Tracing the Quenching History in Galaxy Clusters in the EAGLE Simulation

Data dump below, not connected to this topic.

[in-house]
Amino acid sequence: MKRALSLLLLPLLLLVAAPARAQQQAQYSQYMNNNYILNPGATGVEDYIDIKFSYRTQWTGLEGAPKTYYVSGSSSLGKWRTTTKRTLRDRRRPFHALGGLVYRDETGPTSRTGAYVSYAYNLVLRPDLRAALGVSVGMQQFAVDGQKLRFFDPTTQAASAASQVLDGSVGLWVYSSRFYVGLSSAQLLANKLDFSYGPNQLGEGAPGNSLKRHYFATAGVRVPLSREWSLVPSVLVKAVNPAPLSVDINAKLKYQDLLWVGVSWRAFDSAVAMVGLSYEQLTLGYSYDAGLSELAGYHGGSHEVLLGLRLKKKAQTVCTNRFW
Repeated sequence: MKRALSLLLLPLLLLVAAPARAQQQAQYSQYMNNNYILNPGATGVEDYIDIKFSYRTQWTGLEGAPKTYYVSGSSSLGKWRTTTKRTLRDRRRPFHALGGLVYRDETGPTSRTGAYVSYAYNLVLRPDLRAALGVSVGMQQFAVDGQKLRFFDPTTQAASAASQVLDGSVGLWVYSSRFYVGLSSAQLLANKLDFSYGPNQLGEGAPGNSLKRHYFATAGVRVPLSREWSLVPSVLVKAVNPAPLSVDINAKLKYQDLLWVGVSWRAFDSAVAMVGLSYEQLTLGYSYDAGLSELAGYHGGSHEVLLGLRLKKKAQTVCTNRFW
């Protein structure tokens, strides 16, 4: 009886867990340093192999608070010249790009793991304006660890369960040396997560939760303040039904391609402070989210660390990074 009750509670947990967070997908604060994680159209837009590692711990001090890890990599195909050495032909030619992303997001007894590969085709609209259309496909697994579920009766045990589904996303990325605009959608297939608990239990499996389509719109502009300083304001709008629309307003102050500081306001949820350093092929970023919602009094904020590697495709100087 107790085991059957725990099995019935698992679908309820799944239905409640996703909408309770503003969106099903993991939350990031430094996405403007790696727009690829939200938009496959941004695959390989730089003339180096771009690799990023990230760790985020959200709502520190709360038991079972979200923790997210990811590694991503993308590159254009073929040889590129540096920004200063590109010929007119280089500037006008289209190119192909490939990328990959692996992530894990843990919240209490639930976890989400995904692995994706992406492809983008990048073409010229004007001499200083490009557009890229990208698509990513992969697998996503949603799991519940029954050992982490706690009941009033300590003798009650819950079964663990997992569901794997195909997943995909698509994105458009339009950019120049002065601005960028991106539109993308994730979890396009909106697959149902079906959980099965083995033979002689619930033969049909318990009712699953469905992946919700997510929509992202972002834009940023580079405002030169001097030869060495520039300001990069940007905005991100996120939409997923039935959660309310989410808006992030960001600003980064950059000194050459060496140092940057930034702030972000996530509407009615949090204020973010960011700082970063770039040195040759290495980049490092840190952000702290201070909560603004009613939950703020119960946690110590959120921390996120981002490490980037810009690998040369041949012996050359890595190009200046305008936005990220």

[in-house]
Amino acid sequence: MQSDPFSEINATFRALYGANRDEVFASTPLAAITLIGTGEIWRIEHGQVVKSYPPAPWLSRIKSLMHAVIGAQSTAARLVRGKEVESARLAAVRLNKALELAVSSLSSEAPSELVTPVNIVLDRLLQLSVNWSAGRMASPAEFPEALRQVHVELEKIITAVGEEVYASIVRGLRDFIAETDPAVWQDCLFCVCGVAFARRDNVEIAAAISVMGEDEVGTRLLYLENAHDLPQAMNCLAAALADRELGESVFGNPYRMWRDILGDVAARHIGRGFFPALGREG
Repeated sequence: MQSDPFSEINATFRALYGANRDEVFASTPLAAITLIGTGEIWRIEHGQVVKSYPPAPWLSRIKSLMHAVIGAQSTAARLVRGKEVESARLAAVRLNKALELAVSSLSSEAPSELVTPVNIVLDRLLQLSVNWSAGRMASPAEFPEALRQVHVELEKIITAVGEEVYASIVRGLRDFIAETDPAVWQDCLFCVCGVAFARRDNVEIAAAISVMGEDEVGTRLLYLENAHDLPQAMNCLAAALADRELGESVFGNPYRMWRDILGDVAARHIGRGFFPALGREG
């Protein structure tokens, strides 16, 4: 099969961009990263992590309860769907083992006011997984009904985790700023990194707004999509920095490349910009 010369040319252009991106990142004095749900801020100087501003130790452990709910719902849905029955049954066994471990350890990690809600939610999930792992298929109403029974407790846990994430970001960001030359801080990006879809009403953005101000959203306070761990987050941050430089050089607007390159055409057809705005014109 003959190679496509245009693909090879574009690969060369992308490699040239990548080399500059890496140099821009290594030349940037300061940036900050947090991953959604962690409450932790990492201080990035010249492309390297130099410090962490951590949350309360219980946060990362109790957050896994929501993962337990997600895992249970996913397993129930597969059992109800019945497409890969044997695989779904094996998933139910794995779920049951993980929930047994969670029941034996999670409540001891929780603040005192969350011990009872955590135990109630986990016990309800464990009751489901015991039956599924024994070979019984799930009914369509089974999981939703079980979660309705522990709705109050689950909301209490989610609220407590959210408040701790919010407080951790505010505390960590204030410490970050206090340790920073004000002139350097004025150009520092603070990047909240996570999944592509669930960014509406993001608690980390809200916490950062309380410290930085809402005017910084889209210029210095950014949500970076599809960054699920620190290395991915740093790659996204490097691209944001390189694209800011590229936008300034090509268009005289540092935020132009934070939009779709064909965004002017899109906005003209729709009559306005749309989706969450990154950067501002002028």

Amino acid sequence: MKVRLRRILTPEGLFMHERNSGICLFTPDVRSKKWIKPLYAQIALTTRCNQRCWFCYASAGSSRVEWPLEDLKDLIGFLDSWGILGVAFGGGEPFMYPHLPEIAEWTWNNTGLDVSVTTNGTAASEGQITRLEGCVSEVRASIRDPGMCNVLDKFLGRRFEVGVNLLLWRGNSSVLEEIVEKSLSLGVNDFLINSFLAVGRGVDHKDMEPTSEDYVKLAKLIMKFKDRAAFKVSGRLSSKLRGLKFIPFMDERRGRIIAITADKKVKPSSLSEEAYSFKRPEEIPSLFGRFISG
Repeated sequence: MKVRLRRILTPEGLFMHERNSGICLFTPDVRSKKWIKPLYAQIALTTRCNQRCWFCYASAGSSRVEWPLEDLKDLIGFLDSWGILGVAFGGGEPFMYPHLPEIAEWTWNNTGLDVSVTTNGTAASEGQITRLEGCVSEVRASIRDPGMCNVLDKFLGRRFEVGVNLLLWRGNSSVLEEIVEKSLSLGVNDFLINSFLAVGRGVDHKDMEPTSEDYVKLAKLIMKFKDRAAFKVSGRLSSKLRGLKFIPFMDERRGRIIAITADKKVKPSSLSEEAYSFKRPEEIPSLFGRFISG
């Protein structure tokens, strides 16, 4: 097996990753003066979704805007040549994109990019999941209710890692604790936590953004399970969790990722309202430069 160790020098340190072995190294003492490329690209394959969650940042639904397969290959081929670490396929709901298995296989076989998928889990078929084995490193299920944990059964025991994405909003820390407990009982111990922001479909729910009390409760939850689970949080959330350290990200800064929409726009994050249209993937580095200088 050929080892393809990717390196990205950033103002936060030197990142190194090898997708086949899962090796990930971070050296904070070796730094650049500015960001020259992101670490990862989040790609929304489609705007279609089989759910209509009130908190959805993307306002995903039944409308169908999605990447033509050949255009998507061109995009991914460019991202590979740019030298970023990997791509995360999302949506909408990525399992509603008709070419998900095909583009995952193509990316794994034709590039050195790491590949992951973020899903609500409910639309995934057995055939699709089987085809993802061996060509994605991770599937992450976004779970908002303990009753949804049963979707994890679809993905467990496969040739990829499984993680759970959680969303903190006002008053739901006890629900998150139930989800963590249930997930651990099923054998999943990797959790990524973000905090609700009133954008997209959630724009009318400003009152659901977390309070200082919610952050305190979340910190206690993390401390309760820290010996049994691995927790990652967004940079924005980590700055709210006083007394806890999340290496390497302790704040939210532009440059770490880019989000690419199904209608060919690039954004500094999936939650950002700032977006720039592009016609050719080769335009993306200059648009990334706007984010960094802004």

One of the fundamental problems in modern astrophysics is the understanding of the role of environment in the evolution of galaxies. Many works, both theoretical and observational, have focused on these studies, suggesting possible solutions to interpret the data. Nevertheless, it is not yet clear what the main physical mechanisms that lead to the cessation of star formation, or quenching, in galaxies that reside in dense environments are. We have embarked in a new project aimed at using the state of the art EAGLE hydrodynamical simulation to trace the quenching history of galaxies in the 10 most massive clusters of this sample. In particular, our study is aimed at linking the quenching history of galaxies with the assembly history of the clusters, providing in this way a further test of the hierarchical paradigm of structure formation. By using both empirically- and theoretically- based definitions to separate star-forming and passive (quenched) galaxies, we separate our simulated sample into galaxies that were quenched in the clusters (in-situ quenched) and galaxies that were quenched before their host halo was accreted on to the clusters (pre-processed).